South-east Asian Malaysia has a two-part mainland perched above the Equator. Peninsular Malaysia borders Thailand’s south and the causeway to Singapore marks its southern tip. In the west, the twin towers of cosmopolitan capital Kuala Lumpur touch the skyline, while colonial mansions and temples stand together on north Penang island. Borneo is east Malaysia, which sweeps through the South China Sea above Indonesia’s Java. Here, Sarawak and Sabah states are home to national park rainforest and Mount Kinabalu’s peak. Island gems sparkle around the mainland – Tioman’s tropical waters, Langkawi’s dusty sands and Sipadan dive sites.
A protected underwater reserve surrounds Langkawi’s 100 small islets, while monitor lizards and eagles patrol the exotic resorts off the north-west coast. Hillside log cabins perch over mountain streams which flow into eastern Tioman’s clear seas. Snorkel with green turtles in the South China Sea’s underwater garden in Redang’s cluster of nine isles or the postcard Perhentian’s azure bathwater off the north-east coast. Divers follow in Jacques Cousteau’s wake to Sabah’s 12-hectare Sipadan, where schools of barracuda roam the atoll.
Mount Kinabalu presides over Sabah’s national park from over 4,000m – south-east Asia’s highest peak. Climb the footpath past bat caves and waterfalls and look out for wild orchids and orang-utan. Wobble across the canopy walkway through Taman Negara park or spot shy animals from a camp in a jungle hide in the centre of Peninsular Malaysia. Rolling tea plantations and strawberry farms cover the Cameron Highlands’ fertile foothills, just over 200km north of Kuala Lumpur. Break from your trek with a masala chai (spiced tea) and scones overlooking terraces of the Bharat Tea Plantation.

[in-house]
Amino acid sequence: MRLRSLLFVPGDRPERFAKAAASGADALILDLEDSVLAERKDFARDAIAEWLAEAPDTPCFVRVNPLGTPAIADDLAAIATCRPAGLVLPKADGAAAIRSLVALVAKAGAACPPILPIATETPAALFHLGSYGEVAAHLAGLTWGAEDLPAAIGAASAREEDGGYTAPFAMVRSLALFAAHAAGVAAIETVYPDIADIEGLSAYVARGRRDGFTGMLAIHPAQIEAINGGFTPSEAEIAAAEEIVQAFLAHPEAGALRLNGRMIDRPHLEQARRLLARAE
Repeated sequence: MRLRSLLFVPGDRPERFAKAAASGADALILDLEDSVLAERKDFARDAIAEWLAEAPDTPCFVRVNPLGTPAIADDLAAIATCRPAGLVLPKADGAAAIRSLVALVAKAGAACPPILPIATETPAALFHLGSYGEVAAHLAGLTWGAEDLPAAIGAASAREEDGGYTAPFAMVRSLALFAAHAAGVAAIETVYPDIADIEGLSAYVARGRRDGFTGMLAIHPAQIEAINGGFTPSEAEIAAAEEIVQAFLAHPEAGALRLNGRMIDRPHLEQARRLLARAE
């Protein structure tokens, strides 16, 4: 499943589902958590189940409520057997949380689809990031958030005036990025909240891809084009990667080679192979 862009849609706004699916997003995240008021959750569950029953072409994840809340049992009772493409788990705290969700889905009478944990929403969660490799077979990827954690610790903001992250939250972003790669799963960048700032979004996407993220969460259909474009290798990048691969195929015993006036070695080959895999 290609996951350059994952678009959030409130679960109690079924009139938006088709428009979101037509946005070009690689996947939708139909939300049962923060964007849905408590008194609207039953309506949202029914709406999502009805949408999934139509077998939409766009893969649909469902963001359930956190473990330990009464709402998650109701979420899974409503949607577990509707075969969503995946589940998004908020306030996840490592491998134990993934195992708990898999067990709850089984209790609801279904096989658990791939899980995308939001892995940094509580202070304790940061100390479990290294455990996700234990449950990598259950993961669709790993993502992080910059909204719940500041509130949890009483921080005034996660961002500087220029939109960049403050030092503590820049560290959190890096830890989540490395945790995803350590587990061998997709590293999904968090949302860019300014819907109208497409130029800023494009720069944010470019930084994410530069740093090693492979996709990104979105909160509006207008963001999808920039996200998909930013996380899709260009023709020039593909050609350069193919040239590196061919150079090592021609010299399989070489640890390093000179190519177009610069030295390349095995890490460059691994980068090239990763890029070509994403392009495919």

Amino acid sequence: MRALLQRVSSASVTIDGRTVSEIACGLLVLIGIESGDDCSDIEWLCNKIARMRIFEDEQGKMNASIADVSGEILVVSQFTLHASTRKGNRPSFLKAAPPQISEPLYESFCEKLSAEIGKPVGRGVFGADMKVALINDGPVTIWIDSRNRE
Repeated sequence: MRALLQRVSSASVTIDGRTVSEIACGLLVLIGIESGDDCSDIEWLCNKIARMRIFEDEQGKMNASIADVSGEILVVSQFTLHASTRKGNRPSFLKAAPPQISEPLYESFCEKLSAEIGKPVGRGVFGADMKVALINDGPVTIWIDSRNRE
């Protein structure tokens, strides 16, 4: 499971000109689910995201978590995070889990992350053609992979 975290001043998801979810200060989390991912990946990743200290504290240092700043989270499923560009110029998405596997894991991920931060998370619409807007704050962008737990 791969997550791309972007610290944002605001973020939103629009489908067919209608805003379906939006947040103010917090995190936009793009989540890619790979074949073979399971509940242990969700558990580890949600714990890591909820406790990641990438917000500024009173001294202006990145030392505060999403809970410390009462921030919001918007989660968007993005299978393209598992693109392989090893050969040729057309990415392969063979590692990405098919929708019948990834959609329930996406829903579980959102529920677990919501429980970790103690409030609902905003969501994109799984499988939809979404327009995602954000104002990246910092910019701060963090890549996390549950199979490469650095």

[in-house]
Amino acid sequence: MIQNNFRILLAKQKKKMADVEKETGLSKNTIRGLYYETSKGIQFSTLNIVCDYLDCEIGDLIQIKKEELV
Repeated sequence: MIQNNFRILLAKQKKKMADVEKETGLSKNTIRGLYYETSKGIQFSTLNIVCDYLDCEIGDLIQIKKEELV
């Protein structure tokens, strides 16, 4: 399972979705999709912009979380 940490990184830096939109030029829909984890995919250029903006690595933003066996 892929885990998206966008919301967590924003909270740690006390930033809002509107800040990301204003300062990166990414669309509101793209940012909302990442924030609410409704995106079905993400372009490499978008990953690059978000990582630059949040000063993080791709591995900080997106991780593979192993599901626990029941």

The aroma of roasting chestnuts lures shoppers through the oriental archways of pedestrian Petaling Street in Kuala Lumpur’s Chinatown. Monkeys greet visitors at the Hindu Batu Caves on the 272 steps up to the shrine, just north of the city centre. A replica sultan’s palace, Portuguese fort ruins and the lacquer-carved Cheng Hoon Teng temple mark the melting pot of settlers at maritime Malacca. The gold-tipped, hilltop pagoda at Kek Lok Si temple in Penang is home 30m Buddhist statues and ponds filled with sacred turtles.
See batik, woodcarvings and ceramics under one roof at Kuala Lumpur Craft Complex. Energetic haggling takes place after dark at the pasar malam, or night markets. Visit the daily beachside Batu Ferringhi market in Penang where makeshift stalls sells cheap CDs and souvenirs. Step off at the jetty at Langkawi island’s Kuah town for a duty-free haven. Find bargain cameras in glass-fronted Langkawi Fair mall, or perfumes, cognacs and confectionery in Saga shopping centre.